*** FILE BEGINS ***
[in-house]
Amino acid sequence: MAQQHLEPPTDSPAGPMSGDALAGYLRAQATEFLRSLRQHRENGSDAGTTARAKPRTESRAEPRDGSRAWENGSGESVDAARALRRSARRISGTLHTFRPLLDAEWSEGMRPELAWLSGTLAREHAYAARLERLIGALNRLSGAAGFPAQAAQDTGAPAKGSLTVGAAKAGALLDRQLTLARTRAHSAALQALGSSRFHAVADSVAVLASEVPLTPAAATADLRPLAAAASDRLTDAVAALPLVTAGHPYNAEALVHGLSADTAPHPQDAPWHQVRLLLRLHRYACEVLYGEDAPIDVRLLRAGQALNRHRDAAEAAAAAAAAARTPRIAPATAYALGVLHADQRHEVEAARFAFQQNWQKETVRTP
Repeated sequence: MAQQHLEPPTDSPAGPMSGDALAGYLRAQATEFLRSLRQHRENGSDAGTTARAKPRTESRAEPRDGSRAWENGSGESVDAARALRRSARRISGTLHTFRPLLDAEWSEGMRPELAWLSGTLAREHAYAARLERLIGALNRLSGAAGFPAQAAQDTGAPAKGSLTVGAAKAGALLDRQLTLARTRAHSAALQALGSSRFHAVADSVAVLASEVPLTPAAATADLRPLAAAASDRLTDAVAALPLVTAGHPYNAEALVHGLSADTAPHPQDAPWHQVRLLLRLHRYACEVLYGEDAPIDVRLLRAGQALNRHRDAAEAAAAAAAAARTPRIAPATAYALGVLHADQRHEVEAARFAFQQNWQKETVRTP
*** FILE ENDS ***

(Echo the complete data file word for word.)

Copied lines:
[in-house]
Amino acid sequence: MAQQHLEPPTDSPAGPMSGDALAGYLRAQATEFLRSLRQHRENGSDAGTTARAKPRTESRAEPRDGSRAWENGSGESVDAARALRRSARRISGTLHTFRPLLDAEWSEGMRPELAWLSGTLAREHAYAARLERLIGALNRLSGAAGFPAQAAQDTGAPAKGSLTVGAAKAGALLDRQLTLARTRAHSAALQALGSSRFHAVADSVAVLASEVPLTPAAATADLRPLAAAASDRLTDAVAALPLVTAGHPYNAEALVHGLSADTAPHPQDAPWHQVRLLLRLHRYACEVLYGEDAPIDVRLLRAGQALNRHRDAAEAAAAAAAAARTPRIAPATAYALGVLHADQRHEVEAARFAFQQNWQKETVRTP
Repeated sequence: MAQQHLEPPTDSPAGPMSGDALAGYLRAQATEFLRSLRQHRENGSDAGTTARAKPRTESRAEPRDGSRAWENGSGESVDAARALRRSARRISGTLHTFRPLLDAEWSEGMRPELAWLSGTLAREHAYAARLERLIGALNRLSGAAGFPAQAAQDTGAPAKGSLTVGAAKAGALLDRQLTLARTRAHSAALQALGSSRFHAVADSVAVLASEVPLTPAAATADLRPLAAAASDRLTDAVAALPLVTAGHPYNAEALVHGLSADTAPHPQDAPWHQVRLLLRLHRYACEVLYGEDAPIDVRLLRAGQALNRHRDAAEAAAAAAAAARTPRIAPATAYALGVLHADQRHEVEAARFAFQQNWQKETVRTP